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British and EU resistance hobble WTO progress towards vaccine patent waiver

OPPOSITION from Britain and the EU hobbled World Trade Organisation (WTO) talks on a vaccine patent waiver today.

The WTO closed a two-day summit on intellectual property with an agreement only to begin a “text-based process” to set out proposals on how to improve vaccine access worldwide.

South Africa and India, which first proposed a patent waiver last autumn, presented a revised proposal by which intellectual property rights to Covid vaccines and treatments would be suspended for three years, allowing Third World countries to produce cheap generic vaccines to inoculate their populations.

More than 60 countries fully support their proposal, while an overwhelming majority — including UN security council members China, France, Russia and the United States — have endorsed the patent waiver principle, but a WTO official speaking anonymously said opposition from Britain, the European Union, Switzerland and South Korea prevented any agreement.

The WTO rules require consensus, meaning even a single hold-out could scupper a waiver.

The EU has sought to avoid blame by pledging donations of 100 million vaccine doses to non-EU countries this year, though these have yet to materialise and fall well short of the 350 million already provided to other countries by China.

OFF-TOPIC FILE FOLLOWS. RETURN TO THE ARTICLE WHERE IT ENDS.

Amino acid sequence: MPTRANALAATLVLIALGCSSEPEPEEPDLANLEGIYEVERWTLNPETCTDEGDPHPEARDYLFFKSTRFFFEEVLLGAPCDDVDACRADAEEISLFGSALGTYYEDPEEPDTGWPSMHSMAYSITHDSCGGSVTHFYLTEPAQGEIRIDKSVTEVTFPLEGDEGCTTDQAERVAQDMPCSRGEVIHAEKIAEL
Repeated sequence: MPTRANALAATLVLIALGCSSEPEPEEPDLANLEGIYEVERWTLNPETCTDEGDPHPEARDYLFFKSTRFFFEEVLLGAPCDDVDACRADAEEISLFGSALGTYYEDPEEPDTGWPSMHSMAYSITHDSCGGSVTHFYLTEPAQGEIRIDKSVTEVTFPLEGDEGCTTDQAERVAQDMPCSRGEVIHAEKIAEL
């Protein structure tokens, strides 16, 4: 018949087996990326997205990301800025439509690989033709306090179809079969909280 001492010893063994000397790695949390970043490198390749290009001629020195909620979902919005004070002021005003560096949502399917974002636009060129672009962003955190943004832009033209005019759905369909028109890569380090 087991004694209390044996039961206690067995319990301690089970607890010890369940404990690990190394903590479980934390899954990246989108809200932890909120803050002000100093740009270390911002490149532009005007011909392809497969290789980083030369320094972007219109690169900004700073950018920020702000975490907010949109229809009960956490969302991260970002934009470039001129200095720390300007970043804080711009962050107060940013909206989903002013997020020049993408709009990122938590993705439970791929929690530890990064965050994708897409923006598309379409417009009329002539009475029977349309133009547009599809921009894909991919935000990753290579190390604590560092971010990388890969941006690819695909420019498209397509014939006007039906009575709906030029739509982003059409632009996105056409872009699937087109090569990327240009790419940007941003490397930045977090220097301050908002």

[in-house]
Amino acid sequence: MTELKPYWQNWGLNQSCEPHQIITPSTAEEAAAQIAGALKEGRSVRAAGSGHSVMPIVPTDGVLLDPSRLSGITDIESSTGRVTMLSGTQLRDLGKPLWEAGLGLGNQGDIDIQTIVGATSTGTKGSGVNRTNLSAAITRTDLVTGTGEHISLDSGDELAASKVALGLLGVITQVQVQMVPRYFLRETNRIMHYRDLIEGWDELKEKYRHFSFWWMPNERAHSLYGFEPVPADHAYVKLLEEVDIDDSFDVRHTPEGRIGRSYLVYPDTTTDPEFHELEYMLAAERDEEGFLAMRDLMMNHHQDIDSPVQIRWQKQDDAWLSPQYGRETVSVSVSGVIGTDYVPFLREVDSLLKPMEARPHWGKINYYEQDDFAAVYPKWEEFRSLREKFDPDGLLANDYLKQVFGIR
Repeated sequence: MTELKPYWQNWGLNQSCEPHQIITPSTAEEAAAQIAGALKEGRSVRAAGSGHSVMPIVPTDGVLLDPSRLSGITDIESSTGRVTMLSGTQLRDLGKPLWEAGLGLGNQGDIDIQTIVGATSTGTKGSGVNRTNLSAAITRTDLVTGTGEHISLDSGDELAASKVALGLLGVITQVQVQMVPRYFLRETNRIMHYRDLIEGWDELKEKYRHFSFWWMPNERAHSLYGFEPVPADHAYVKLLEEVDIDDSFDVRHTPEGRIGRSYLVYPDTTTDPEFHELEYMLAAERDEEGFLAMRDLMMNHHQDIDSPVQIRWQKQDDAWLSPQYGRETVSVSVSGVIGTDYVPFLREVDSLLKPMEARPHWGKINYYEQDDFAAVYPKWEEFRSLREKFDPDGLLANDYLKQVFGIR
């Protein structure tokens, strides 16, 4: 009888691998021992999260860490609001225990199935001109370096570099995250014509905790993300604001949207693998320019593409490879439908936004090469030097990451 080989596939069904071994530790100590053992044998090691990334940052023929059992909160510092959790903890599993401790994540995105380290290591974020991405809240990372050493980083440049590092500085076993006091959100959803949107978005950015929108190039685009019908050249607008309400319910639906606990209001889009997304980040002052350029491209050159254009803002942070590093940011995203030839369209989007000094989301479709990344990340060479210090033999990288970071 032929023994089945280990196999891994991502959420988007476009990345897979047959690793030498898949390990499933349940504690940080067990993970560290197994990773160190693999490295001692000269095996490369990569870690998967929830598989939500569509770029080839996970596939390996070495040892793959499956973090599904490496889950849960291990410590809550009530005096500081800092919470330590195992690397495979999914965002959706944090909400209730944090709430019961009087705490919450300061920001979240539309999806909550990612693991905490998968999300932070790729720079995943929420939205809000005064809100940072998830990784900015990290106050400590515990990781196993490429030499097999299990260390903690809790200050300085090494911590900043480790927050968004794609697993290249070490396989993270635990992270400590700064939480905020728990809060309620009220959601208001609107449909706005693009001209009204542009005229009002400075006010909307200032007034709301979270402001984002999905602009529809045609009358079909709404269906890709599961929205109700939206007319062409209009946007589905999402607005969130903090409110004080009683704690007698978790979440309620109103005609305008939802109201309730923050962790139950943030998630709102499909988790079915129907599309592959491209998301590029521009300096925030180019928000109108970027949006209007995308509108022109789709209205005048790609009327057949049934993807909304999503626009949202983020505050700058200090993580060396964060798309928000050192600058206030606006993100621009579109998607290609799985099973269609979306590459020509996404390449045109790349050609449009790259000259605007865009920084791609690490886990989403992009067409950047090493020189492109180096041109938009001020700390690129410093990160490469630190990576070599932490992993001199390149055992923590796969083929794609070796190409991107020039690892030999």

Covax, the World Health Organisation (WHO) body tasked with providing two billion doses to poor countries by the end of the year, says it has neither the doses nor the funds to cope.

WHO director-general Tedros Adhanom Ghebreyesus said on Monday that the gulf between vaccination rates in rich and poor countries was creating a “two-track pandemic.”

High-income countries had given out 44 per cent of the world’s jabs while low-income countries had given out 0.4 per cent, he revealed.

“The most frustrating thing about this statistic is that it hasn’t changed in months,” he said.

While three-quarters of adults in Britain, half of those in the US and a third in the EU have had at least one dose of the vaccine, only 10 per cent of Indians have and just 1.4 per cent of Africans. China’s figure is about 40 per cent.

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